FT Anger on AIG Bailout
Excellent analysis of AIG bailout and the US/global financial crisis from an angry John Gapper at the Financial Times:
Some extracts from: This greed was beyond irresponsible
I have a fine seat in the FT’s New York office looking down the canyon of Sixth Avenue towards the banks of Midtown. From my perch, I have watched the flabbergasting events of the past week.
My initial reaction was excitement – what a time to be observing Wall Street for a living! This steadily gave way to bafflement, fear and finally, after the US government’s $85bn (£48bn, €60bn) bail-out of AIG , anger.
. . . For want of an alternative, the Fed has now become that central bank. This alone is a mess. At least when the Fed rescued Bear Stearns in March, it could turn itself into the de facto regulator of investment banks. But insurance groups are supervised – absurdly – by a network of state regulators. What happens now?
Mr Paulson is not only picking up the bill for the states. He is also doing a favour for European governments, whose banks would have been hit. Many of AIG’s toxic insurance contracts linked to subprime CDOs were sold to European banks to allow them to treat the securities they held as double A rated.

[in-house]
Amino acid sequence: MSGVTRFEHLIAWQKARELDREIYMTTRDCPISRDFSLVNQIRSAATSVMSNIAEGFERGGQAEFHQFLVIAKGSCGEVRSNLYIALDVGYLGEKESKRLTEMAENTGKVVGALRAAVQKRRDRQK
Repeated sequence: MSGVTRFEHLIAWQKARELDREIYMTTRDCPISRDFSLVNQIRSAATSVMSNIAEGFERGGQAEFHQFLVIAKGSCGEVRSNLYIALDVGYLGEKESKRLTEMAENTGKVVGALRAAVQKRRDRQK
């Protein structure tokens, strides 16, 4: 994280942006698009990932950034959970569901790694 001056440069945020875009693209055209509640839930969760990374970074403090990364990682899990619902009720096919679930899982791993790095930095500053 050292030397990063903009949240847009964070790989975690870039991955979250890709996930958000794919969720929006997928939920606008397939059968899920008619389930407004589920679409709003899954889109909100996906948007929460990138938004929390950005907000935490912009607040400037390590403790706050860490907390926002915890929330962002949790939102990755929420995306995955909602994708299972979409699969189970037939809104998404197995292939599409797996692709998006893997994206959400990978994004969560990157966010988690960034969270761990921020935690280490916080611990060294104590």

Given that AIG was helping them to dodge Basel I capital requirements by taking out flawed insurance contracts, it is not surprising that confidence and interbank liquidity have collapsed. A spike in Libor and the need for Lloyds TSB to take over HBOS are two consequences.
. . . We are now, unquestionably, in the worst financial crisis since 1929. We do not know how many more banks and institutions will fail – Washington Mutual, the US counterpart of HBOS, is under severe pressure – but Bear Stearns, Fannie Mae and Freddie Mac, Lehman and AIG are plenty.
There are lots of people and institutions to blame for that, from regulators to mortgage brokers to, let us admit it, all of us who decided to speculate on house prices.
But AIG takes the biscuit. Here was a huge multinational insurance group with a reputation for solid underwriting and risk management that decided to diversify from insuring risks it knew well – car crashes and fires – to covering derivatives it did not understand.
Of course, it thought it understood them. In presentations to investors this year, it emphasised how thoroughly its AIG Financial Products arm assessed the risks of insuring CDOs. It ran all the data and decided that, in the worst case, it risked losing $2.4bn on the portfolio.
Well, $24bn of write-downs later – a mere 10 times its maximum estimate – the company has burned through its equity, spread financial chaos to all corners of the earth and humiliated the US Treasury. The job of insurance companies is to guard others against catastrophes, not cause them.
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